--
"Mother and motherland are more precious than heaven." But that does not mean we must cling to our mothers. The least I can do for Nepal is to bring awareness among the Nepali people. And this Nepali forum is the platform for me.

Ganesha
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Joined: Mon Jun 15, 2009 8:51 am
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Re: "Thula Bhram, Satya Sadharan" - Nepal through Vijay Kuma

Postby Ganesha » Sun Sep 05, 2010 10:53 pm

And here is the third part of the series, Thula Bhram, Satya Sadharan. The theme of this episode is peace and security.

Asked what do people want, Kunda Dixit told this of an old mother, "mero chhoro mareko chha ki bacheko chha, tetti bandinoos, aru kehi chahidaina." (trans. tell me if my son is dead or alive and I can manage the rest.)

Another Nepali says, "A successful revolution brings peace to the nation. A revolution which does not do that is considered unsuccessful". I think I will remember this for long, with regards to the definition of a revolution.
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kazi
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Re: "Thula Bhram, Satya Sadharan" - Nepal through Vijay Kuma

Postby kazi » Tue Sep 07, 2010 7:45 am

I have high respect for Bijaya Kumar (BK), his work and this initiative. But I have to say I did not like this last part.

For one, I did not like the answers of Kunda Dixit because I do not think it is well thought of and worse, contradictory. In the beginning he says he has not seen such pain as during the revolution days. And yet, later on he says, religious wars and ethnic wars can be much worse.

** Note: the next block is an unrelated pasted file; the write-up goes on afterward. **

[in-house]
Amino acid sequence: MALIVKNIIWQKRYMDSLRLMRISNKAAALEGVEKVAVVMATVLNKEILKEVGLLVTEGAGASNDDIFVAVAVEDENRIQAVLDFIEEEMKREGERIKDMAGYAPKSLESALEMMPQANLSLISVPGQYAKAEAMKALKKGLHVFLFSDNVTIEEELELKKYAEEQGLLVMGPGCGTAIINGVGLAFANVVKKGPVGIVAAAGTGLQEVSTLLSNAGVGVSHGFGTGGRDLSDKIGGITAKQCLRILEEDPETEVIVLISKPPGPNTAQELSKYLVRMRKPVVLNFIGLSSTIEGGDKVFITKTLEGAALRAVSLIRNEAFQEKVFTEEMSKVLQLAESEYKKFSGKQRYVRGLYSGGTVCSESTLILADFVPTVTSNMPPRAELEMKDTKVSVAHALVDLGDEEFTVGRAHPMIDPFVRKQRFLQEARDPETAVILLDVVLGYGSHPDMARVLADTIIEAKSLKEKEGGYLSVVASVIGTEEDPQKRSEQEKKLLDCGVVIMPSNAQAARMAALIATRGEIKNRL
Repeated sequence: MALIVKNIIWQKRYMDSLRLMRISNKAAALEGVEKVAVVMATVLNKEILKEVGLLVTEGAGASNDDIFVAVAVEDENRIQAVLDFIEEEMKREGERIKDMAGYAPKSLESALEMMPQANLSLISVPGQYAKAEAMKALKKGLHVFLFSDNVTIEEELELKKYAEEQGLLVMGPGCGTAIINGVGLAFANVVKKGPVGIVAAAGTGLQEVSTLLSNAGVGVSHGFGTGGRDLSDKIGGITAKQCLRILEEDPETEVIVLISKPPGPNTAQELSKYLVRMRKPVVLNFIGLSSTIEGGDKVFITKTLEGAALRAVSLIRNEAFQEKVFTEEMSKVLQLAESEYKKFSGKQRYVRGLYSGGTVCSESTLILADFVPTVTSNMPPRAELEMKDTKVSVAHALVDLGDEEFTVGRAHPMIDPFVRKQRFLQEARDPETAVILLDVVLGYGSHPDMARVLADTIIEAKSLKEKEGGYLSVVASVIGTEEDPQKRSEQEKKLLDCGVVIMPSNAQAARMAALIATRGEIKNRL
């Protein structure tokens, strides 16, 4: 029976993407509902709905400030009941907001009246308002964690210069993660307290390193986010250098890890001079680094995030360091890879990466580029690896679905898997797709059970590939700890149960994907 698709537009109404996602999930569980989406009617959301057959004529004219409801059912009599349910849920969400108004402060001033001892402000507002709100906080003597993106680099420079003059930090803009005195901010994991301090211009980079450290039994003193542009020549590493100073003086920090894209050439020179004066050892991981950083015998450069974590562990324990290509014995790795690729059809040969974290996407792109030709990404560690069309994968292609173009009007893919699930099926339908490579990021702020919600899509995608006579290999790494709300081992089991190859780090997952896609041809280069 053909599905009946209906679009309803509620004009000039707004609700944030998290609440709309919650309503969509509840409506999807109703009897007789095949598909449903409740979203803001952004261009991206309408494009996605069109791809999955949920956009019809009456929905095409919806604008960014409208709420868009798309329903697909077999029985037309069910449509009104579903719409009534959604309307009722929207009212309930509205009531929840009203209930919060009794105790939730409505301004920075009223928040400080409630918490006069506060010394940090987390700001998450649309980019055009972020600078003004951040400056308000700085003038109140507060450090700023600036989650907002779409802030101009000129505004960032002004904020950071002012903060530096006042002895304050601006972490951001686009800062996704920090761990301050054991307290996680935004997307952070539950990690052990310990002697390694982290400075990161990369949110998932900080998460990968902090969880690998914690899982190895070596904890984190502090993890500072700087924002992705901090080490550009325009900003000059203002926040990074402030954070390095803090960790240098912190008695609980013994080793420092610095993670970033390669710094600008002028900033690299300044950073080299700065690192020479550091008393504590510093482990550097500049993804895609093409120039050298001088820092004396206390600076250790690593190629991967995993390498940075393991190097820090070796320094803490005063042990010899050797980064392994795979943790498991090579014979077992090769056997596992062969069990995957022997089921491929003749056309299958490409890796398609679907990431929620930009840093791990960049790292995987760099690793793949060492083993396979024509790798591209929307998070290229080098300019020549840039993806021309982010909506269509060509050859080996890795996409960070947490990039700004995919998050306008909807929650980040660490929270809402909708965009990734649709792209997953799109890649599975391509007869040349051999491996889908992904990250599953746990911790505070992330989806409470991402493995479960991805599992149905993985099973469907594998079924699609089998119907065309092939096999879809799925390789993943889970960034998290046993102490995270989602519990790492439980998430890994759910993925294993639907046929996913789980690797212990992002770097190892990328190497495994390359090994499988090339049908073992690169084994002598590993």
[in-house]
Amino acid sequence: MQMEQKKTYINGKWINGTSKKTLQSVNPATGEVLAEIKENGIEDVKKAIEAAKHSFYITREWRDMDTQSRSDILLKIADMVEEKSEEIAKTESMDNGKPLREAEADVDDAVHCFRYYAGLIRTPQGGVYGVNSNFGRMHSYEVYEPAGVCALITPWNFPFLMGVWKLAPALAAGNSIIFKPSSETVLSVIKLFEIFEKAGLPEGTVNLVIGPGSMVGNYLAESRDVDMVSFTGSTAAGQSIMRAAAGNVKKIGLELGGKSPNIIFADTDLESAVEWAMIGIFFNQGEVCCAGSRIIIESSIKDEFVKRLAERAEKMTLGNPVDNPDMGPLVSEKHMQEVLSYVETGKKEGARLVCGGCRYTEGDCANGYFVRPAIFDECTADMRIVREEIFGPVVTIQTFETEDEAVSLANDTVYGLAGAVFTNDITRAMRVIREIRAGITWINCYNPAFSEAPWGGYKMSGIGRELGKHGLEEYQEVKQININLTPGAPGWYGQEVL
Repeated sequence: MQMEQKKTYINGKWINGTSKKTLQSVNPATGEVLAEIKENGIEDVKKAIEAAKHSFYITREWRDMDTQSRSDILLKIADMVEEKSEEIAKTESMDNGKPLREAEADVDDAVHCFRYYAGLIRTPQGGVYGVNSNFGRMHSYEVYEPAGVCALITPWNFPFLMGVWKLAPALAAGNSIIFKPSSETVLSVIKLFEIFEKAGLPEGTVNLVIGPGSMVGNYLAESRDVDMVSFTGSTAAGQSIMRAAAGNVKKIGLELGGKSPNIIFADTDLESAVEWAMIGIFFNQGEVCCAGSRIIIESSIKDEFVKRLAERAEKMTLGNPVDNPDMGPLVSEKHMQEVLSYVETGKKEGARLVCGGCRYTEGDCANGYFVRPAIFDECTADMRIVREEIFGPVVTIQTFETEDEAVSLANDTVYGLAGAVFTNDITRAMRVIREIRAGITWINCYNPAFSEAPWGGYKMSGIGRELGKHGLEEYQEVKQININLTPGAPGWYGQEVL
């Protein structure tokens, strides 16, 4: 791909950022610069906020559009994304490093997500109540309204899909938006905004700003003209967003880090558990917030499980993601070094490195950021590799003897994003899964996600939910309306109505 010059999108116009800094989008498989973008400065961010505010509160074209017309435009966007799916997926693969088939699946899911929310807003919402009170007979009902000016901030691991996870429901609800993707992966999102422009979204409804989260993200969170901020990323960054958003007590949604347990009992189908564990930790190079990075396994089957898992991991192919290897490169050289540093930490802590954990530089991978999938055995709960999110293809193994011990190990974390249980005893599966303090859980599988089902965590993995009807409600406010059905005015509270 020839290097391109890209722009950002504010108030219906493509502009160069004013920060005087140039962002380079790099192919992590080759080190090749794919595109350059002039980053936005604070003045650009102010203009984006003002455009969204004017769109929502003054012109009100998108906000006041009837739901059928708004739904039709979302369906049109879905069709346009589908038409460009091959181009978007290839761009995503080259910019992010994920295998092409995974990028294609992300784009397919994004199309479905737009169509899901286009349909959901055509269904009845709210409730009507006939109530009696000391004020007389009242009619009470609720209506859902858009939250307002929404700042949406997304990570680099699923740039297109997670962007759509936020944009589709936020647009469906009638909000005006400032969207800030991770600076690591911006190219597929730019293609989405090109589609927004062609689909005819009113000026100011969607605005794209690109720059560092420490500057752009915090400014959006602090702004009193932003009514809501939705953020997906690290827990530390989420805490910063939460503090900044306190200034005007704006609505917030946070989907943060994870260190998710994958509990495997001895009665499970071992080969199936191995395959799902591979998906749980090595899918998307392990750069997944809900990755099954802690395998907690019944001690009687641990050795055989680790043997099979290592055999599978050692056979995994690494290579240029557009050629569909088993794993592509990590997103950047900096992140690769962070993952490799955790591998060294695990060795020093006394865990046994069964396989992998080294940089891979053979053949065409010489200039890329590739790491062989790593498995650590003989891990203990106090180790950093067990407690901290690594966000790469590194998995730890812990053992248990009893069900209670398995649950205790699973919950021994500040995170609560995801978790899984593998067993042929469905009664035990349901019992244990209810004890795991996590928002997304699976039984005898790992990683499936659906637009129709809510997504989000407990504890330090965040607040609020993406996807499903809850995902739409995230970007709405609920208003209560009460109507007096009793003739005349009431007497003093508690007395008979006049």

What I liked is the simple and precise response of the lady from Tanahun regarding the current peace situation. There is peace right now but the major risk is the possibility of recurrence of violence.

In fact, I think I do not get the central message that BK is trying to send out there. He uses and anecdote of Mahatma Gandhi saying people must work for the peace with non-violence. And yet, in this same broadcast it is said that violence is not only physical. I think Mahatma Gandhi's success was not because of his physical non-violence, but because of his insistence upon the truth (Satyagraha). In Gandhi's fight against the British rule, Gandhi succeeded because of his keen acumen and because he dealt with the core problem and not the superficial symptoms. Gandhi knew that the British rule was about business and that is what Gandhi targeted and won. In that respect, I believe Gandhi was a fighter and he fought with total abandon, figuratively and literally. Does that make him violent or non-violent?

I liked Gagan Thapa's attitude to violence. I think Khagendra Sangraula hit the core of the issue. To be really non-violent is to be aware and realize that as humans we can resolve issues by discussion. Just restraining from physical violence might bring surface calm, but the roots of violence will always remain. If we really want to be peaceful, we have to learn to communicate well. Only then can we be truly peaceful.
--
"Mother and motherland are more precious than heaven." But that does not mean we must cling to our mothers. The least I can do for Nepal is to bring awareness among the Nepali people. And this Nepali forum is the platform for me.